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Consider the file,

C,Willy Wonker,10.00
C,Adolph Hitler,20.00
C,Attila the Hun,30.00
C,Idi Amin,40.00
C,Ghengis Khan,50.00
C,Attila the Hun,100.10
C,Willy Wonker,200.20
C,Ghengis Khan,300.30
L,14/5/2008,Mount Druitt
C,Adolph Hitler,1000.00
C,Ghengis Khan,1.00
C,Idi Amin,10.00
C,Adolph Hitler,100.00
C,Attila the Hun,1000.00

I need to write a program that opens the file Collections.txt, reads it and formats it in the given order, and writes it to another file called Reports.txt. I need to have the date, a tab, and then the name. Then a new line and the names, a tab, and the amount. Repeat until a T is detected; this signals we have no more collections for the above location. Then rinse and repeat for every location until it reaches the end of the file and a final total must be displayed.

Here is the code I have written,

This program collects data and writes it to a specific file.*/

#include <stdio.h>
#include <stdlib.h>

void debt_calculator();
void main()

    printf("This is a debt collection program:\n ");

void debt_calculator()
    char code;
    int date [40];
    char location [40];
    char name [40];
    float amount = 0;
    float total = 0;
    float grand_total;
    int ctr = 0;

    FILE * Collections;
    Collections=fopen("C:\\Users\\Nick\\Documents\\Visual Studio 2010\\Projects\\Assignment2\\Assignment2\\Collections.txt","r");
        printf("file not open:\n");

    FILE * Report;
    if((Report=fopen("C:\\Users\\Nick\\Documents\\Visual Studio 2010\\Projects\\Assignment2\\Assignment2\\Report.txt","w"))==NULL)
        printf("can not open file: \n");


    while(code == 'L')
        fprintf(Report,"Date: %s \t Location: %s \n\n",date, location);

    for(code == 'C'; ctr < 5; ctr++)
        fscanf(Collections,"%[^,], %f %*c",name, & amount);
        if(amount == 0)
            fprintf(Report,"### No Collections for %s \n", location);
            fprintf(Report,"total: \t 0.00\n");

        fprintf(Report,"\n Name: %s \t Amount: %.2f \n",name, amount);

    code == 'T';
    while(code == 'T')
        fscanf(Collections,"%f",& amount);
        total += amount;
        grand_total += total;
        fprintf(Report,"Total: \t %.2f \n",& total);
        fprintf(Report,"Grand Total of all Collections is: $ %.2f", grand_total);
        fscanf(Collections,"%c" , & code);


When I run the above program it displays the printf() statement and when I hit enter and it exits. Than I open my report.txt file and find the date tab location new line and all the names and costs up until the T. Once it gets to the 'T' it stops, I cant get it to go into the last while loop, read the total and print it to the file than repeat by checking the code again. The code after the T is a L so it should go back into the first while loop and read than write the date and location but it does not. Any ideas what I'm doing wrong?

Also if there's any better way you think I should be doing this please let me know.

share|improve this question
I don't see any C++ in there. Changed tag to C. –  Billy ONeal Nov 12 '10 at 13:31
Debugger. Do you use it? –  n0rd Nov 12 '10 at 13:34
@Jonathan: "The homework tag...is now discouraged," but, @Nick, please (as always) follow general guidelines: state any special restrictions, show what you've tried so far, and ask about what specifically is confusing you. –  Roger Pate Nov 12 '10 at 14:33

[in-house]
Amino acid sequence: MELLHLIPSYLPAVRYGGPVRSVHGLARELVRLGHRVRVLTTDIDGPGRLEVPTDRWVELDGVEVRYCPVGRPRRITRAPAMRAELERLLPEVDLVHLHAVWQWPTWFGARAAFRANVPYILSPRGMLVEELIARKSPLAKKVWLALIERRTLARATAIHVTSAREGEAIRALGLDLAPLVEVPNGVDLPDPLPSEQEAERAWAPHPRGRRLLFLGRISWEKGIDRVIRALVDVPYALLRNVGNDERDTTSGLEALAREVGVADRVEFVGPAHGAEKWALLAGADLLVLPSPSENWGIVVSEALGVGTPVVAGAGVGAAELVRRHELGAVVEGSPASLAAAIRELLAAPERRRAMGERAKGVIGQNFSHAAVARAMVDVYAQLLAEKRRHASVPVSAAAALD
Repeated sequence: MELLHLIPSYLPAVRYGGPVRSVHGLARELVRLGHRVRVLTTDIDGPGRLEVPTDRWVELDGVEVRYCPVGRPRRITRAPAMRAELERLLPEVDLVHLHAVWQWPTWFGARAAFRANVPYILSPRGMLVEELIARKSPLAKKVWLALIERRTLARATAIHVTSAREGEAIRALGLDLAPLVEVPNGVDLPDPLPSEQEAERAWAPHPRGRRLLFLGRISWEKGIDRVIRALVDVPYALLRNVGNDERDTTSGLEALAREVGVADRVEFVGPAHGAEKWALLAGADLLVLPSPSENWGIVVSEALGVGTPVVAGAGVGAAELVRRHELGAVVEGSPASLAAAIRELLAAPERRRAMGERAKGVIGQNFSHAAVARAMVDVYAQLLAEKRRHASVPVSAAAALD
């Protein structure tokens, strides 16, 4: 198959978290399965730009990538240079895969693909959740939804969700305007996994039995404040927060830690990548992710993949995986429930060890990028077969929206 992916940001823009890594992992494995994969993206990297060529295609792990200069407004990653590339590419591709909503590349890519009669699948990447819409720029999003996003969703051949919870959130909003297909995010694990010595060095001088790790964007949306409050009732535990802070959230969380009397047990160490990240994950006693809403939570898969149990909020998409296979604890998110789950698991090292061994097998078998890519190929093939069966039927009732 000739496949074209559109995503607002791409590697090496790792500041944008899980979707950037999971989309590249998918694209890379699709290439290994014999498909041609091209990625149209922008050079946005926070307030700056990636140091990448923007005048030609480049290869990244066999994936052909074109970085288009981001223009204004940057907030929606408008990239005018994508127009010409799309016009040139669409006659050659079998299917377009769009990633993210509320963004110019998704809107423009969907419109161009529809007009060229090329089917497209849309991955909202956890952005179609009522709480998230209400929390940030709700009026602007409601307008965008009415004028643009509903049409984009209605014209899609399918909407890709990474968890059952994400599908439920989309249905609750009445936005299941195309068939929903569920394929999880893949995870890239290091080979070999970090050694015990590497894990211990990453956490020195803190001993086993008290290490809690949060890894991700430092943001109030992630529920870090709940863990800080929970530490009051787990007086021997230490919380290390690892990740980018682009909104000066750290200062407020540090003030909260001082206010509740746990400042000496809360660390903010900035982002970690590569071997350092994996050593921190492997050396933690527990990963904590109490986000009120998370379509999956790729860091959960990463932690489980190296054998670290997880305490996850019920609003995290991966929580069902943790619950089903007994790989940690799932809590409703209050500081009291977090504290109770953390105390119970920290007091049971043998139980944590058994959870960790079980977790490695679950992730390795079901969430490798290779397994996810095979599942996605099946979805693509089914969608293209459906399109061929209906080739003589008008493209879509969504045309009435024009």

@Billy: I think that was caused by entering "visual c++" in the tags for the IDE he's using (i.e. note the original title). –  Roger Pate Nov 12 '10 at 14:39
@Roger Thanks, I hadn't been aware of that. –  Jonathan Nov 15 '10 at 16:09

1 Answer 1

Have you tries stepping in the debugger and observing the variable state while doing so?

This line:

fprintf(Report,"Total: \t %.2f \n",& total);

is certainly incorrect, %f does not expect a pointer.

If the expectation is that code == 'T'; will force it to enter the loop, you are mistaken, code = 'T'; would work.

Similarly in this loop:

for(code == 'C'; ctr < 5; ctr++)

The initialising expression shpuld be code = 'C'

Try setting your compiler warning level to \W4 and \Wx (all warnings are errors), then the compiler may help you spot such errors.

share|improve this answer
I'd like an explanation for the down-vote!? –  Clifford Nov 12 '10 at 13:48
+1, and I'd suggest that putting code = 'C' in the initialisation part of a loop when it is not in the test part is loop abuse. –  Martin Broadhurst Nov 12 '10 at 13:57
Hi.For the for loop thats a typo i realize why it should be one = instead of 2. But for the while loop it should be 2 not one should it not? because one = is saying the variable is this, where 2 is saying is the variable this. thats what i need to check, i cant say code = 'T' because that would be a automatic fail because i am not reading the file, im telling the program what it should do when it should be the one figuring out that to do. I think what our teacher wants us to do is use a switch case statement for each case. Would that be a good idea? If so how would i implement it? –  Nick Nov 13 '10 at 6:28
Yes i have tried the debugger, our teacher always tells us to ignore warnings because the compiler gives us stupid warnings like telling us to use gets when im storing a char not a string. –  Nick Nov 13 '10 at 6:36
@Nick: That is very poor advice from your teacher, and suggests that he has poor knowledge of programming; those warnings are the compiler helping you find bugs, even when they are benign, they should be fixed if only so you can see the wood for the trees and not miss real semantic errors . I doubt the compiler gave any such warning as "use gets when storing a char not a string". You should never use gets() in any case! –  Clifford Nov 13 '10 at 8:53

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